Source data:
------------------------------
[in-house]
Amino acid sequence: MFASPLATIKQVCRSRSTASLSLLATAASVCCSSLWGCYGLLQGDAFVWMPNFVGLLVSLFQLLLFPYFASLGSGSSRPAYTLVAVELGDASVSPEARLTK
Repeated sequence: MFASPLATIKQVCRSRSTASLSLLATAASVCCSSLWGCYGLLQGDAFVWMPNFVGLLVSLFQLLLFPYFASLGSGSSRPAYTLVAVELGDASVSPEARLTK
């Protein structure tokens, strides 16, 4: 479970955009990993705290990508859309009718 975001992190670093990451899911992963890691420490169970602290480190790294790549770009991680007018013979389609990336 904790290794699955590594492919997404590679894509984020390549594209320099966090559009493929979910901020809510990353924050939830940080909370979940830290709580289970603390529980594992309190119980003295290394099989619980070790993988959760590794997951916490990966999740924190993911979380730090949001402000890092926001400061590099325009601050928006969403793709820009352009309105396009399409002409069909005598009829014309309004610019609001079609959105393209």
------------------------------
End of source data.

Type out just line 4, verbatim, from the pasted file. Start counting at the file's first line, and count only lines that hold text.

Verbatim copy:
């Protein structure tokens, strides 16, 4: 479970955009990993705290990508859309009718 975001992190670093990451899911992963890691420490169970602290480190790294790549770009991680007018013979389609990336 904790290794699955590594492919997404590679894509984020390549594209320099966090559009493929979910901020809510990353924050939830940080909370979940830290709580289970603390529980594992309190119980003295290394099989619980070790993988959760590794997951916490990966999740924190993911979380730090949001402000890092926001400061590099325009601050928006969403793709820009352009309105396009399409002409069909005598009829014309309004610019609001079609959105393209």